A snip at £435,000!
See more by clicking this link - ooh get me with my parallel blogging!
A snip at £435,000!
Thursday, August 26, 2010
I’m going to miss a website. As the website is not closing that may sound a bit strange, but I will miss it because it will cease to be entirely relevant to my new patch and I will have little cause to read it.
The website is the Londonbirders Wiki.
You may think that as London is a generally a more frosty place to live on an interpersonal level that you would have more coherence amongst birders in the idyllic flatlands of Norfolk than you do in London. It is my opinion that the reverse is true. Londonbirders seem to be able to work better as a unit in spite of the difficulties that the city presents whereas the individuals in the Norfolk birding scene don’t seem to be able to get it together to maintain a project as good as the wiki, which is a pity. They have yahoo groups and what not but they don’t seem to be able to unite behind a common technowebical cause. As far as I know the most popular venue for discussion is a thread on Birdforum that is as long as it is chaotic, and I’m willing to be corrected. Yes, it is true that the Londonbirders mail group does have the odd barny, and a certain Mr Evans of the parish of Amersham has been, erm ‘deselected’ but that was a rarity. I suppose it could be that Norfolk birders are all out in the field seeing birds, and London birders are all keeping the interweb up to date rather than doing their employers will. Something that I would obviously have no truck with. No that would be very naughty indeed. The nub of my point is that the birders in London have got all this interweb thing all sorted and have an excellent resource. I will miss it.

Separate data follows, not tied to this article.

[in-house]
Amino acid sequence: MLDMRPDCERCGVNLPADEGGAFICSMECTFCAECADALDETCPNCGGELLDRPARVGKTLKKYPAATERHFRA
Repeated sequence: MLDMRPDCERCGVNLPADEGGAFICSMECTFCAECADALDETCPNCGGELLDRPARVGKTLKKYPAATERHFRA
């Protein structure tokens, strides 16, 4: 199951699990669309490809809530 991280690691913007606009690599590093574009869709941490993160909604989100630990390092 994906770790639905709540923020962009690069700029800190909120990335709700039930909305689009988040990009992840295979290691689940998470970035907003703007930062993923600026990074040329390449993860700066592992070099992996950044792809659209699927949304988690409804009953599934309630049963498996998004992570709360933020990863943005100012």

Meanwhile in another land, a listers list is listed.
Tuesday, August 24, 2010
Part 1 of how many, I don't know. But certainly at least two.
When I leave this patch to go here, I will miss this.
Saturday, August 21, 2010
Did I mention that I've got a new patch coming? I did?
Well, I reckon that a new patch deserves a new blog (might have mentioned that too).
It's still in it's infancy, and lots of honourable links are yet to be added and all that kind of malarkey, but for the moment feel free to enjoy the first, and reasonably uninspiring entry to Norfolk'n Birds.
Click on the bluey bit - it's a link...
Friday, August 20, 2010
Unless it regurgitates it (which I have seen in gulls before) it's shortly going to be a very, very, dead gull indeed. I know it's only a gull, and not an uncommon one and that I am not one for shying away from nature when it is at it's most raw and unforgiving. If this gull was killed by a Peregrine I would have loved it. But this is at the other end of the scale, the shitty end of urban birding.
Thursday, August 19, 2010
If you look at the Birdguides reports of rarities that are knocking about these fair isles, you will occasionally see that there are entries for Yellow Legged Gulls. That means that they are unusual. So I should make more of a song and dance about this bird as it is still hanging about in Fulham and seen yesterday.